This is a quick post because I’m locked in a war of words with the TSA. Apparently someone over there does read what I write. That may not be a good thing.
If you ever want to voice a complaint about the TSA, I suggest you tweet their lead PR guy, @TSAmedia_RossF. He actually responds to what you say, whereas tweets to other TSA accounts generally disappear into the ether. But don’t expect him to say anything very substantive.
.@TSAmedia_RossF You’re paid to disagree with my assessment.
— Scott Mackenzie (@HackMyTrip) October 10, 2014
My post yesterday suggested that one way to improve TSA PreCheck would be to limit it to frequent flyers. Contrary to a few minority opinions, I did not mean to say that these people should get automatic access without being screened. Nor did I say that it had to be offered for free — though I did hold out hope that the airline or the government would subsidize the cost. If you think about it, they’re trying to screen more people faster with less expensive technology, and they still get to collect the mandatory security fee on every airline ticket sold.
I don’t advocate class warfare. I’m saying this might be one approach to maximize the efficiency of a system with poor enrollment. Frequent flyers are the ones who get screened most often. The time savings add up. They’re the ones most likely to pay to enroll. They’re the ones with a longer travel history to provide effective background checks.
And they’re frustrated when infrequent travelers screw it up. It’s not the fault of infrequent travelers. They’re caught in the middle trying to understand a complicated system. But excluding them from PreCheck might work as an effective marking tactic while causing a minimum of inconvenience to the traveling public as a whole. After all, the infrequent travelers aren’t waiting in line every other week or even ever other month.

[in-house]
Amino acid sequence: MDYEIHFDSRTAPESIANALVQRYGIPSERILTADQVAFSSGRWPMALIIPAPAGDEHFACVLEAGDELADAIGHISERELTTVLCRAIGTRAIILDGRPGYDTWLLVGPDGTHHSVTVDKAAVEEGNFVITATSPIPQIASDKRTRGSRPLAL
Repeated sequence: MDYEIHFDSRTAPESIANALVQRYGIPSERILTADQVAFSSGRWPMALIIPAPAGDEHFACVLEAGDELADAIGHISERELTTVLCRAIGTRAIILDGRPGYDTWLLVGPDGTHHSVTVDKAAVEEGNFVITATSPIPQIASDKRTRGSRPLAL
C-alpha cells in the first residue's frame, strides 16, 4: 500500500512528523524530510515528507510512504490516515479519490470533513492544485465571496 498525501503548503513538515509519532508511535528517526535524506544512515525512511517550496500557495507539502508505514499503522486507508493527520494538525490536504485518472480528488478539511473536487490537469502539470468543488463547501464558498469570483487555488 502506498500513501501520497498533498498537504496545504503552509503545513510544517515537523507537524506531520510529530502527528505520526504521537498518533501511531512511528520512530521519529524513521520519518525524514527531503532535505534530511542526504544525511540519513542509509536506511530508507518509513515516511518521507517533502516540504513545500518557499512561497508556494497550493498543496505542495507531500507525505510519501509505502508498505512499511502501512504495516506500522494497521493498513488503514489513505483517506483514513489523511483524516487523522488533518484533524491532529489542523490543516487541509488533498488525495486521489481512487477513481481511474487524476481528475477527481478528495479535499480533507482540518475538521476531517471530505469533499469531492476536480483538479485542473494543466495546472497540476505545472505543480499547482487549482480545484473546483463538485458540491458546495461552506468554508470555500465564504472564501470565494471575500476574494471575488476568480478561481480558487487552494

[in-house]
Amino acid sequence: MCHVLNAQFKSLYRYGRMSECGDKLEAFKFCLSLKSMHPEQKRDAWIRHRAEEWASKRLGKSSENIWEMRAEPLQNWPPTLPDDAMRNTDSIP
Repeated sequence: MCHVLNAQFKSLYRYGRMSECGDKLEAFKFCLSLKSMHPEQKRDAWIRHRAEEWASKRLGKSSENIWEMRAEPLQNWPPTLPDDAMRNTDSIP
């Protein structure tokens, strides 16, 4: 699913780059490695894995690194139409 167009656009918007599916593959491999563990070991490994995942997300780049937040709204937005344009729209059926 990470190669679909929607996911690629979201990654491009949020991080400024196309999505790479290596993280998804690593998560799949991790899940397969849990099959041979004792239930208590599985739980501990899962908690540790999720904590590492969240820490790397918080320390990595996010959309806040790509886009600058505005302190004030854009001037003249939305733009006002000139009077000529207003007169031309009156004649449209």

Don’t forget that the TSA created the mess in the first place with their new security measures after 9/11. Some terrorists (or potential terrorists) have been caught since then. I don’t recall any who were caught at the TSA screening checkpoint. When they offer $85 for a less painful security experience, it’s like the doctor who offers $85 to repair the leg he just broke.
I’m having fun tweeting back and forth with Ross this morning, who started around 5:30 AM. I was awake to help out with something else going on in town and able to respond. But I do have work today, whereas Ross’s “job” is to hassle me on Twitter. Hopefully we can keep the entertainment flowin’.